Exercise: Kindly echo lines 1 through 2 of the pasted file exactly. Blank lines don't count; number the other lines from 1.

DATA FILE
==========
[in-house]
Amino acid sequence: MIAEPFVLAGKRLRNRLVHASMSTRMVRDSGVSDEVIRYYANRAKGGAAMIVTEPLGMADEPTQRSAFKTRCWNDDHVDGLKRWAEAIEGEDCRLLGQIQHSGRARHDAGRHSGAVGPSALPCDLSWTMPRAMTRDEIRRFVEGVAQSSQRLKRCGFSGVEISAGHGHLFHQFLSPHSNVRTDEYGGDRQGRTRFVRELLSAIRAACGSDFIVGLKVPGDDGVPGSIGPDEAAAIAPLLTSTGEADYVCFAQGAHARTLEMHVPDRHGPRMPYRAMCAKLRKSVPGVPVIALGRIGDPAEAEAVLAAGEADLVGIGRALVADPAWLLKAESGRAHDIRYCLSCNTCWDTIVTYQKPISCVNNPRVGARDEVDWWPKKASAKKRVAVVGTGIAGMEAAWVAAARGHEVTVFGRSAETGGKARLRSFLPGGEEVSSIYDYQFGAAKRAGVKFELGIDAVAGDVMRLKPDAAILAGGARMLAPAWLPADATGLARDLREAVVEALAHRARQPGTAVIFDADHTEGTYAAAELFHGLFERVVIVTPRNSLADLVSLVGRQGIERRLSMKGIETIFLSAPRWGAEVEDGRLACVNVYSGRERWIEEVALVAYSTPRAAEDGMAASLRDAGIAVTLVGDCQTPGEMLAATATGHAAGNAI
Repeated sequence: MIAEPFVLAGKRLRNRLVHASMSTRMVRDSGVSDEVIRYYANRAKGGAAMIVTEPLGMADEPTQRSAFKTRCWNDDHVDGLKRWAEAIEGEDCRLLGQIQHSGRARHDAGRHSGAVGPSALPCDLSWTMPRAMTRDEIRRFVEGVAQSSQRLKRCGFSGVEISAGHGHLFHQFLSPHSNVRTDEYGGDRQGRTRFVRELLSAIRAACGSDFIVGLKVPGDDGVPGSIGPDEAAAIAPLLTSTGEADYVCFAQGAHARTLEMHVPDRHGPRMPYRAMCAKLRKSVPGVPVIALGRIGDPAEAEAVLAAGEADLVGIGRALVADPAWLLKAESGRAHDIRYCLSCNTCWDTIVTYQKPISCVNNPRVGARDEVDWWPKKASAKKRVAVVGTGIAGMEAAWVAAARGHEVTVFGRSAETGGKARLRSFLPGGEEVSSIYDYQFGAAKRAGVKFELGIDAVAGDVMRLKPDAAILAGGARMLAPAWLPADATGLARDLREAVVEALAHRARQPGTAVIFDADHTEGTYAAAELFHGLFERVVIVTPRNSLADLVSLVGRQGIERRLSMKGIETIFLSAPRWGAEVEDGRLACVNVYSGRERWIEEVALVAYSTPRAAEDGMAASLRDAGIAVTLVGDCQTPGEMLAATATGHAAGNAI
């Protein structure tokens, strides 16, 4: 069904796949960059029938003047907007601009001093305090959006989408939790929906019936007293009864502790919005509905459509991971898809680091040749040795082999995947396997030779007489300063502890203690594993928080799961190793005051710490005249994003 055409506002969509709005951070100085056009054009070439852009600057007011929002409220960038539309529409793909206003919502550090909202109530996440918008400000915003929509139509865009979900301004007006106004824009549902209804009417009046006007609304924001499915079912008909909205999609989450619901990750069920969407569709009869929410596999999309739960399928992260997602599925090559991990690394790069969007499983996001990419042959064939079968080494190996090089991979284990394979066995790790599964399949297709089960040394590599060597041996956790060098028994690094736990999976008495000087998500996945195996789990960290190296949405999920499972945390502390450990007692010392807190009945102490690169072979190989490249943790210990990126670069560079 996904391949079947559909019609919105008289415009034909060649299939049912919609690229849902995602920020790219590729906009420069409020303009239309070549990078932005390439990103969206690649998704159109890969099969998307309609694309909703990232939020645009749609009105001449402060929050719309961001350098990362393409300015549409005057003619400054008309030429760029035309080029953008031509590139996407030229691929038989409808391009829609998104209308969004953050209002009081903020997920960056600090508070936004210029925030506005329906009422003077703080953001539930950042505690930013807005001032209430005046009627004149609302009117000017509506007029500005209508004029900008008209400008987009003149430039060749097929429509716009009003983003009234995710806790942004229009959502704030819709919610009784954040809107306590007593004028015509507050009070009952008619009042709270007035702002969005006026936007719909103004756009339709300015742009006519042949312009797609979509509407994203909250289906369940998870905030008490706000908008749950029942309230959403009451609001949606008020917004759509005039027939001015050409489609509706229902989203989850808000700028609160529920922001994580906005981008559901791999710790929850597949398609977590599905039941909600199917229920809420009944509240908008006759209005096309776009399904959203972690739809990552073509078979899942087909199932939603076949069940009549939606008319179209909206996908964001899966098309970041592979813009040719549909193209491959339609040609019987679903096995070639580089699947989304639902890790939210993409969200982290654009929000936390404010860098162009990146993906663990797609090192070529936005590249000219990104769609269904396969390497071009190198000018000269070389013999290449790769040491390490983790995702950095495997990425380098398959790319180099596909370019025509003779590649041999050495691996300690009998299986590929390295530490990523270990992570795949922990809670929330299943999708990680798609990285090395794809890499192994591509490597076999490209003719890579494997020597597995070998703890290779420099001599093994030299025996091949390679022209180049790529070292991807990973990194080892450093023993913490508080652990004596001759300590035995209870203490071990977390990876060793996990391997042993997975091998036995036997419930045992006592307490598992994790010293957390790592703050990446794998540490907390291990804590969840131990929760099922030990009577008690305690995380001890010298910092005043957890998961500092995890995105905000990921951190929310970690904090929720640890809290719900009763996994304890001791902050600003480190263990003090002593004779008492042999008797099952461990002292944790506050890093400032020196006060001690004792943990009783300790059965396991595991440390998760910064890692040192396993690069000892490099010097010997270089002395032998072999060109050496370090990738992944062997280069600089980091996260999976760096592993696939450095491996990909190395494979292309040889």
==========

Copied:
[in-house]
Amino acid sequence: MIAEPFVLAGKRLRNRLVHASMSTRMVRDSGVSDEVIRYYANRAKGGAAMIVTEPLGMADEPTQRSAFKTRCWNDDHVDGLKRWAEAIEGEDCRLLGQIQHSGRARHDAGRHSGAVGPSALPCDLSWTMPRAMTRDEIRRFVEGVAQSSQRLKRCGFSGVEISAGHGHLFHQFLSPHSNVRTDEYGGDRQGRTRFVRELLSAIRAACGSDFIVGLKVPGDDGVPGSIGPDEAAAIAPLLTSTGEADYVCFAQGAHARTLEMHVPDRHGPRMPYRAMCAKLRKSVPGVPVIALGRIGDPAEAEAVLAAGEADLVGIGRALVADPAWLLKAESGRAHDIRYCLSCNTCWDTIVTYQKPISCVNNPRVGARDEVDWWPKKASAKKRVAVVGTGIAGMEAAWVAAARGHEVTVFGRSAETGGKARLRSFLPGGEEVSSIYDYQFGAAKRAGVKFELGIDAVAGDVMRLKPDAAILAGGARMLAPAWLPADATGLARDLREAVVEALAHRARQPGTAVIFDADHTEGTYAAAELFHGLFERVVIVTPRNSLADLVSLVGRQGIERRLSMKGIETIFLSAPRWGAEVEDGRLACVNVYSGRERWIEEVALVAYSTPRAAEDGMAASLRDAGIAVTLVGDCQTPGEMLAATATGHAAGNAI